NFL Draft Prospect Profile: Jordan Reed, TE Florida
Green Bay Packers NFL Draft prospect profile: TE Jordan Reed
Jordan Reed, RB North Carolina
6-2, 236 pounds
Hometown: New London, CT
40 yard: 4.72
News and Notes:
Jordan Reed is one of the more interesting prospects when he joined the Florida Gators as a man with no position. A high school quarterback that lead his team to an undefeated season, the Gators first tried him out at running back where he gained 335 rushing yards on 44 carries (4.4 ypc) in his freshmen year. He then made the transition to tight end where he lined up everywhere including inline, in the slot and bunch formations. While Reed offers up an intriguing skill set he also carries much personal baggage that may ultimately cause his draft stock to fall.
What they’re saying about him:
- CBSSports.com: “Reed is a fluid and flexible athlete with smooth body control and controlled balance. He flashes WR moves after the catch with quick, elusive feet and deceiving speed to run away from defenders. Reed shows smooth athleticism in his routes, creating separation with sharp footwork and quick body movements. He has reliable hands and does a nice job holding onto the ball after a big hit, proving his ability and toughness over the middle of the field.”
- NFL.com: “Used from a variety of spot along the formation: inline tight end, detached tight end, receiver, H-back, and even some running back. Adequate blocker when able to ride the shoulder and drive. Resets and gets after his assignment in the running game if missed the first time. Very smooth in breaks on outside breaking routes. Shines with the ball in hand, makes moves in space like a big running back with agility. Consistently makes oncoming defenders miss with hops, cuts, or speed. Flashes getting physical to earn the first down or extra yard at the end of runs. Good mix of hands catching and letting it into his body against tight coverage.”
- My first impression is that Reed was miscast in the Florida offense. Why use Reed primarily as an inline blocker when he’s a much better receiver than blocker? He doesn’t he have the size/functional strength to really excel as a blocker. Reed was reportedly benched for insubordination in a bowl game and supposedly had “character issues”, which presumably did not land Reed in the good graces of the coaching staff so perhaps all the blocking assignments were something of a forced act of penitence (or maybe all the blocking assignments lead to the insubordination, who knows?) Arguably, character issues alone would probably strike off Reed from the Packers’ board, but circumstances are important; a couple years ago the Packers drafted Brad Jones who was also in the dog pound in Colorado but since then he’s been nothing but a solid player and good teammate. Also keep in current tight ends Jermichael Finley and Andrew Quarless were also character concerns coming out of college as well.
- Perhaps the most impressive trait that Reed possesses is his ability after the catch; he’s quicker than fast but has great lateral agility that makes him look like a slot receiver like Welker or Cobb in some instances.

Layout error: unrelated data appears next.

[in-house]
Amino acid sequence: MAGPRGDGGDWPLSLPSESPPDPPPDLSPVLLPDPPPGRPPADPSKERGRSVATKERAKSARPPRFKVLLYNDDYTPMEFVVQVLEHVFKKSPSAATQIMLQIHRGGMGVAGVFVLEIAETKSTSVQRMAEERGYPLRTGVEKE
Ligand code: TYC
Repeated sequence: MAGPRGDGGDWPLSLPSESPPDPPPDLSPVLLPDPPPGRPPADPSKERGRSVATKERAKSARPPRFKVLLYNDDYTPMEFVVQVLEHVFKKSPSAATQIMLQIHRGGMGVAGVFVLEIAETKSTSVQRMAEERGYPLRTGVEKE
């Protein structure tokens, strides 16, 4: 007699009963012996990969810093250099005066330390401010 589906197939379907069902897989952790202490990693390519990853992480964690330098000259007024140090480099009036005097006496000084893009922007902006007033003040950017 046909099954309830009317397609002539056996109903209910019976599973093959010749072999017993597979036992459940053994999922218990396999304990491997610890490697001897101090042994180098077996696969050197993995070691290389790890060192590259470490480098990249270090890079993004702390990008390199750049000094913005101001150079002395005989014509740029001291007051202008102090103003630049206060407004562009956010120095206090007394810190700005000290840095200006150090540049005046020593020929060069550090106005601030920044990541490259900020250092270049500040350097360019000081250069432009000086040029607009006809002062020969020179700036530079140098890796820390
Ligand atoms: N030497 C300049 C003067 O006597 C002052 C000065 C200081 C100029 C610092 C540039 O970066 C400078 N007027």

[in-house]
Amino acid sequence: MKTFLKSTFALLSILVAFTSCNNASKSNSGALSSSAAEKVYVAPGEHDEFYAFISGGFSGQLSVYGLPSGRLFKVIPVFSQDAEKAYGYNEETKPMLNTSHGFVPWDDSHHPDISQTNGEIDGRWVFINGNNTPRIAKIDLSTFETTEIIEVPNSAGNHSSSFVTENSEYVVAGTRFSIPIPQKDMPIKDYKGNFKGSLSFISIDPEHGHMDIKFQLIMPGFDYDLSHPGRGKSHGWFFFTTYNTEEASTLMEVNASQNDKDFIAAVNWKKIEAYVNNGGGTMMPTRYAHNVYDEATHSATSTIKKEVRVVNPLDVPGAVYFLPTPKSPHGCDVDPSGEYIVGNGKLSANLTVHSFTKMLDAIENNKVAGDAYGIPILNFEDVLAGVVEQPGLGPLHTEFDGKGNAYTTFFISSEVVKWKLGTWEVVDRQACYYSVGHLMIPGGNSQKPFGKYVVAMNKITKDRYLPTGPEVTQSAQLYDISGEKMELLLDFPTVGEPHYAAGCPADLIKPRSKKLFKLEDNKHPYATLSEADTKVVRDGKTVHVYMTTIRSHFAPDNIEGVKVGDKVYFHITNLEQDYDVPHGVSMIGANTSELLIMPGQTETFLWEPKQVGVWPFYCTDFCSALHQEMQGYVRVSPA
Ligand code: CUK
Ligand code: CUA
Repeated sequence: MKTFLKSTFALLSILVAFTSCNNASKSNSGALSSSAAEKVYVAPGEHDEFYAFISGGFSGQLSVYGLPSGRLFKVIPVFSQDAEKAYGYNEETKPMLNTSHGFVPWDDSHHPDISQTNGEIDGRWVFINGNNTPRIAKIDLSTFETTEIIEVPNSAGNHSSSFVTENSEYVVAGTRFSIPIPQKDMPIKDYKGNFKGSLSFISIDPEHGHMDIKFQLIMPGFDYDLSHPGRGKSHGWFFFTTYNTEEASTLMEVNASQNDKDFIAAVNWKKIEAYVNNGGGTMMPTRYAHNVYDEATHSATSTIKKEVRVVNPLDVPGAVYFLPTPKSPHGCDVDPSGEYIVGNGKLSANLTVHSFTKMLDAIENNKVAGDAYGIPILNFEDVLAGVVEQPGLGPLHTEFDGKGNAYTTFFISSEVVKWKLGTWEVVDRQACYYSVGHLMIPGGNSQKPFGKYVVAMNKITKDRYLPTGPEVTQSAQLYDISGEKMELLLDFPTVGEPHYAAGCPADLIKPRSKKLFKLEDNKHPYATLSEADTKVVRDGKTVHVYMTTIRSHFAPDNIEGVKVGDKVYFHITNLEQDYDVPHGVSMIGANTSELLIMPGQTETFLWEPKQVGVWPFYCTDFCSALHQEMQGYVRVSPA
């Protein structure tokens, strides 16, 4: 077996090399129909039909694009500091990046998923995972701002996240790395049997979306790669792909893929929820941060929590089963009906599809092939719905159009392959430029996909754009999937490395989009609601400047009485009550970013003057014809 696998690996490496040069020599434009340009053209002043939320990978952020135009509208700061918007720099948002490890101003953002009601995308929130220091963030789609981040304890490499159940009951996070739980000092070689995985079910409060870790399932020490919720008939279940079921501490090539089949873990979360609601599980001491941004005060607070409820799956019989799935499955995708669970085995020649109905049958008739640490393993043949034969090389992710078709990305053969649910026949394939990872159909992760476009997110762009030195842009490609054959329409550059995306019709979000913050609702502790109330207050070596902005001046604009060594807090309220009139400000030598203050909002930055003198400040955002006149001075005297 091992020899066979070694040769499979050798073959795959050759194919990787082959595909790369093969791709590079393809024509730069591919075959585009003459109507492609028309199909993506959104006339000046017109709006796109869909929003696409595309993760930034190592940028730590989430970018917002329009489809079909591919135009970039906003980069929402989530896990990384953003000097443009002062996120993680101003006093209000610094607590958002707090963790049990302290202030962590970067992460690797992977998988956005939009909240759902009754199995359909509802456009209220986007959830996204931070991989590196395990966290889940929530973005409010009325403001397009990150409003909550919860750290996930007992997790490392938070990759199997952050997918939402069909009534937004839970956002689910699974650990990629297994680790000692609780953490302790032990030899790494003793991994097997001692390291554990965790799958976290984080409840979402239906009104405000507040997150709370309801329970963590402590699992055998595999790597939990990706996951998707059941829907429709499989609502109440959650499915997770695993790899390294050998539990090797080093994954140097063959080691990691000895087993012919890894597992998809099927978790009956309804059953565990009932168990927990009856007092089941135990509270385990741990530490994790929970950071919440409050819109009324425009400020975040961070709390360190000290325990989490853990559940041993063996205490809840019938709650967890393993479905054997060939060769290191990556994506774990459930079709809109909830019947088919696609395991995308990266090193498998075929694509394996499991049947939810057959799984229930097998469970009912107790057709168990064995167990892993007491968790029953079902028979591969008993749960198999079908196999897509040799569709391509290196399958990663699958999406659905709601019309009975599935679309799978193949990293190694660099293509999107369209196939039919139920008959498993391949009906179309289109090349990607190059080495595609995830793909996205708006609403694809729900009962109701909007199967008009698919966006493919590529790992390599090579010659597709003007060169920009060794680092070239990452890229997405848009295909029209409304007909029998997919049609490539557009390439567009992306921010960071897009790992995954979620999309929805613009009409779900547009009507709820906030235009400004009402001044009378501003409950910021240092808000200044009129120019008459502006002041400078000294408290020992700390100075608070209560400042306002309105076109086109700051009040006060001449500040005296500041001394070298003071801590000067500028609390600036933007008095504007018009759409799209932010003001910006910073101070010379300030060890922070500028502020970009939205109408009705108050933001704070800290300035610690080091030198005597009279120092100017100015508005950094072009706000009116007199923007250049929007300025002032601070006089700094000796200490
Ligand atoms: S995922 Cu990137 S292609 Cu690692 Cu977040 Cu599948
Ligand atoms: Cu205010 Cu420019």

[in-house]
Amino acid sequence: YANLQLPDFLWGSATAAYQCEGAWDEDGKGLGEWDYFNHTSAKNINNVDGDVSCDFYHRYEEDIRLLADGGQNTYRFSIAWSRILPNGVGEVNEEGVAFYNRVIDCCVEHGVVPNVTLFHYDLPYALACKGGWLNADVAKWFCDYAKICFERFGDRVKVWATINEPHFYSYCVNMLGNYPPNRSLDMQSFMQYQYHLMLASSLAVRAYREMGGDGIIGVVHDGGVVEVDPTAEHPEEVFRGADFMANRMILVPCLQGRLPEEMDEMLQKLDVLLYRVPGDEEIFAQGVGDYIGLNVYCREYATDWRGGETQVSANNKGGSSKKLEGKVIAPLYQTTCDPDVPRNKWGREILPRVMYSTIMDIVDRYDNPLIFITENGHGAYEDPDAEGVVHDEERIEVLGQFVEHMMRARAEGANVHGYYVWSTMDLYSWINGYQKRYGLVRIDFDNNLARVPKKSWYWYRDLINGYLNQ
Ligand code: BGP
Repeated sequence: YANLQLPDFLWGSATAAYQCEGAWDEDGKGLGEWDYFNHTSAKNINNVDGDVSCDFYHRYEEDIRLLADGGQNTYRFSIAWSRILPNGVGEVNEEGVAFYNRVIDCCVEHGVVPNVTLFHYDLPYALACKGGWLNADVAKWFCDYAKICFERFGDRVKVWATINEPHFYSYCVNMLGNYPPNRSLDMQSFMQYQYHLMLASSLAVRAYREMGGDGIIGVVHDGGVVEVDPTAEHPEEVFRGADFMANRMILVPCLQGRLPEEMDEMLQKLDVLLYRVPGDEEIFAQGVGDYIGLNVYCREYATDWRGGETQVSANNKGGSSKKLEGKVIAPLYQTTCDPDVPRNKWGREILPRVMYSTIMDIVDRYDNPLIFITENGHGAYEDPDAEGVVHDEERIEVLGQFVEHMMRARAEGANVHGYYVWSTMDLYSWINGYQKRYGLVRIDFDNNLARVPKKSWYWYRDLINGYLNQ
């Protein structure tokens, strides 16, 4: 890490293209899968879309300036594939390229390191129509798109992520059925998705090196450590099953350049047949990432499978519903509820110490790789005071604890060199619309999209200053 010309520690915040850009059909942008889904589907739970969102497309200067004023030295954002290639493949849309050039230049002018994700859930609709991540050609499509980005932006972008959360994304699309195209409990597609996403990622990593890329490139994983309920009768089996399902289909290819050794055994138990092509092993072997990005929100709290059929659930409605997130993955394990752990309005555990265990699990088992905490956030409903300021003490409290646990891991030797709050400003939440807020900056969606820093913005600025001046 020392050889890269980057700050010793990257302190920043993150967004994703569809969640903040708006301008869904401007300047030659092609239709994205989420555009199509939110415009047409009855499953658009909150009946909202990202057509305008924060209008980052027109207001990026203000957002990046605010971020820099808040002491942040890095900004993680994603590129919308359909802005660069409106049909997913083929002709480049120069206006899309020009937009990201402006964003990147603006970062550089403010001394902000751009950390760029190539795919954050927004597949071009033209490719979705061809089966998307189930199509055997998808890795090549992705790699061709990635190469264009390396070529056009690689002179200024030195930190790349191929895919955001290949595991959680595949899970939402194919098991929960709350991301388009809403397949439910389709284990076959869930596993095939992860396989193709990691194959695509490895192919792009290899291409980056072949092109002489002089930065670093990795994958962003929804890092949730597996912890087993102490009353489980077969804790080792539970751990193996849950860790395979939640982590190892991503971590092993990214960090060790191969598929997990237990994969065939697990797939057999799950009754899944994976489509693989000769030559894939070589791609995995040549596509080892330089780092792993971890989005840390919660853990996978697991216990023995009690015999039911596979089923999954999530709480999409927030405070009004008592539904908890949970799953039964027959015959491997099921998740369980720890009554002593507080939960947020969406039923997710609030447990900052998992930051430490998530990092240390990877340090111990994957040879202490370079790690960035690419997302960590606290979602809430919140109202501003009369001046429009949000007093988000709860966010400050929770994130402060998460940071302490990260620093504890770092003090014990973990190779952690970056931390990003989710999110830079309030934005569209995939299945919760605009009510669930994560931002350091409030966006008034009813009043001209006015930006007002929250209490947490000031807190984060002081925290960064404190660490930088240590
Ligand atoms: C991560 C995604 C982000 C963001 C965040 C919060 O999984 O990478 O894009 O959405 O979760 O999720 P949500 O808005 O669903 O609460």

- Very smooth athlete, uses his good body control to create separation from defenders.
- Soft hands and a natural pass catcher. Also has a pretty good catching radius.
- Nascent route runner; isn’t very sudden when changing directions and will need to expand on his route tree to be successful in the NFL. I believe he has the physical ability to become one of the better route runners in the NFL, but will need a lot of coaching up.
- An adequate blocker given his distinct lack of size; held his own in a couple of instances but was often caught lunging with his head down at defenders, often leading to whiffed blocks.
- Lacks the size or speed to fit into the new mold of tight ends like Jimmy Graham or Jermichael Finley. He fits more into the role of the H-back/joker role of DJ William or his Gator predecessor Aaron Hernandez.
If drafted by the Packers
In the base case scenario the Packers draft the next Greg Jennings, only bigger. Jennings was neither the fastest nor the biggest wide receiver but was deceptively fast, ran exceptionally smooth and precise routes and caught the ball effortlessly. Jordan Reed almost mirrors those sentiments, he is neither the biggest nor fastest tight end, but is deceptively fast, runs exceptionally smooth routes and can catch the ball effortlessly. However, the worst case scenario is probably former Gator Percy Harvin, who while exceptionally talented also comes with a laundry list of character issues, which ultimately lead to the VIkings trading him away. If drafted by the Packers, Reed probably starts on special teams but could develop in two different forms. One form is as the H-back (what DJ Williams presumably was supposed to become) with his experience in both running the ball and blocking, Reed would be an optimal candidate to be the successor of do it all fullback John Kuhn. The more attractive form would be Aaron Hernandez, who operates in essence as a big wide receiver capable of creating mismatches against both cornerback and linebackers in space. In the end, it really comes down to the interview, if Reed is genuine and either indadvertedly rubbed some coaches the wrong way or was caught up in coaching politics (which does happen), then the Packers should have no issue picking Reed. If on the other hand they find a player with a me-first mentality and questionable character, the Packers will most likely steer clear until the end of the draft.——————
Thomas Hobbes is a staff writer for Jersey Al’s AllGreenBayPackers.com.